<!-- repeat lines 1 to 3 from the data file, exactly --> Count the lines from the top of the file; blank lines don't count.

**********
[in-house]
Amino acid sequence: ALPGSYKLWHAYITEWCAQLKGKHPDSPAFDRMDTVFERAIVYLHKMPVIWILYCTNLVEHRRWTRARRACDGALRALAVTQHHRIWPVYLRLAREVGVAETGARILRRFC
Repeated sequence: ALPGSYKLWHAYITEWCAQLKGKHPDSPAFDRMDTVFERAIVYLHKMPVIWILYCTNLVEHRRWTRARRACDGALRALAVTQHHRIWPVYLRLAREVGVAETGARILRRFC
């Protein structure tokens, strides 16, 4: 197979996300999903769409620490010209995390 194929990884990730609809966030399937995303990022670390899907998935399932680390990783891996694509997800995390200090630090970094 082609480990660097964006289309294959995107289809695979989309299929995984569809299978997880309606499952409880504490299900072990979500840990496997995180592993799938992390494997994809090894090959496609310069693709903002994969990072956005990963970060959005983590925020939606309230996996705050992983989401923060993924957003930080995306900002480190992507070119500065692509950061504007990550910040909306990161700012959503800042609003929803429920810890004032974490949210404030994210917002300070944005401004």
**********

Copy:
[in-house]
Amino acid sequence: ALPGSYKLWHAYITEWCAQLKGKHPDSPAFDRMDTVFERAIVYLHKMPVIWILYCTNLVEHRRWTRARRACDGALRALAVTQHHRIWPVYLRLAREVGVAETGARILRRFC
Repeated sequence: ALPGSYKLWHAYITEWCAQLKGKHPDSPAFDRMDTVFERAIVYLHKMPVIWILYCTNLVEHRRWTRARRACDGALRALAVTQHHRIWPVYLRLAREVGVAETGARILRRFC